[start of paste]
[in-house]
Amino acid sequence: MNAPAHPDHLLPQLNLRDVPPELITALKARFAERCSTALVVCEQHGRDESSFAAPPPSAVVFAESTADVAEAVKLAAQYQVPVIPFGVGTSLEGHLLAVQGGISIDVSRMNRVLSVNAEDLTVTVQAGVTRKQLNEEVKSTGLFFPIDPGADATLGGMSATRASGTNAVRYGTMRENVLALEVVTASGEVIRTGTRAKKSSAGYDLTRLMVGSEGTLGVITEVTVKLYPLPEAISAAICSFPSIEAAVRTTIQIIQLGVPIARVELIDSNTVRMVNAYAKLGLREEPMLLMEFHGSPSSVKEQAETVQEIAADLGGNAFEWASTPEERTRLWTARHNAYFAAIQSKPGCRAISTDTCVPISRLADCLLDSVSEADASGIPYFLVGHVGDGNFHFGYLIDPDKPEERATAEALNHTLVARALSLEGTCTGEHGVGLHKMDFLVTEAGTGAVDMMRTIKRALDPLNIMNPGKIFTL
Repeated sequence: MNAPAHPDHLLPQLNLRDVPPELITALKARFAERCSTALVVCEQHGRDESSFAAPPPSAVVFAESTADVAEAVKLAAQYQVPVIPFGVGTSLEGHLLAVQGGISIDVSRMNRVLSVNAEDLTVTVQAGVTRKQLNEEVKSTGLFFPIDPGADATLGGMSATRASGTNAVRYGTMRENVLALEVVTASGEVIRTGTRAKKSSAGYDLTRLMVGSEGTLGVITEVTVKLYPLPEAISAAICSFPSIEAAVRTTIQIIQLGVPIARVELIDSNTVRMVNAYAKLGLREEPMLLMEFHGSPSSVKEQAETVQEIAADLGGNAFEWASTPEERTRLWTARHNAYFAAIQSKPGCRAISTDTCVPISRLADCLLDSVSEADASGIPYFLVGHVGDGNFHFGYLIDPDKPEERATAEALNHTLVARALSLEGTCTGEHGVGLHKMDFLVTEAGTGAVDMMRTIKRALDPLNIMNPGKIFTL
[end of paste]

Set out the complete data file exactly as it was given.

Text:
[in-house]
Amino acid sequence: MNAPAHPDHLLPQLNLRDVPPELITALKARFAERCSTALVVCEQHGRDESSFAAPPPSAVVFAESTADVAEAVKLAAQYQVPVIPFGVGTSLEGHLLAVQGGISIDVSRMNRVLSVNAEDLTVTVQAGVTRKQLNEEVKSTGLFFPIDPGADATLGGMSATRASGTNAVRYGTMRENVLALEVVTASGEVIRTGTRAKKSSAGYDLTRLMVGSEGTLGVITEVTVKLYPLPEAISAAICSFPSIEAAVRTTIQIIQLGVPIARVELIDSNTVRMVNAYAKLGLREEPMLLMEFHGSPSSVKEQAETVQEIAADLGGNAFEWASTPEERTRLWTARHNAYFAAIQSKPGCRAISTDTCVPISRLADCLLDSVSEADASGIPYFLVGHVGDGNFHFGYLIDPDKPEERATAEALNHTLVARALSLEGTCTGEHGVGLHKMDFLVTEAGTGAVDMMRTIKRALDPLNIMNPGKIFTL
Repeated sequence: MNAPAHPDHLLPQLNLRDVPPELITALKARFAERCSTALVVCEQHGRDESSFAAPPPSAVVFAESTADVAEAVKLAAQYQVPVIPFGVGTSLEGHLLAVQGGISIDVSRMNRVLSVNAEDLTVTVQAGVTRKQLNEEVKSTGLFFPIDPGADATLGGMSATRASGTNAVRYGTMRENVLALEVVTASGEVIRTGTRAKKSSAGYDLTRLMVGSEGTLGVITEVTVKLYPLPEAISAAICSFPSIEAAVRTTIQIIQLGVPIARVELIDSNTVRMVNAYAKLGLREEPMLLMEFHGSPSSVKEQAETVQEIAADLGGNAFEWASTPEERTRLWTARHNAYFAAIQSKPGCRAISTDTCVPISRLADCLLDSVSEADASGIPYFLVGHVGDGNFHFGYLIDPDKPEERATAEALNHTLVARALSLEGTCTGEHGVGLHKMDFLVTEAGTGAVDMMRTIKRALDPLNIMNPGKIFTL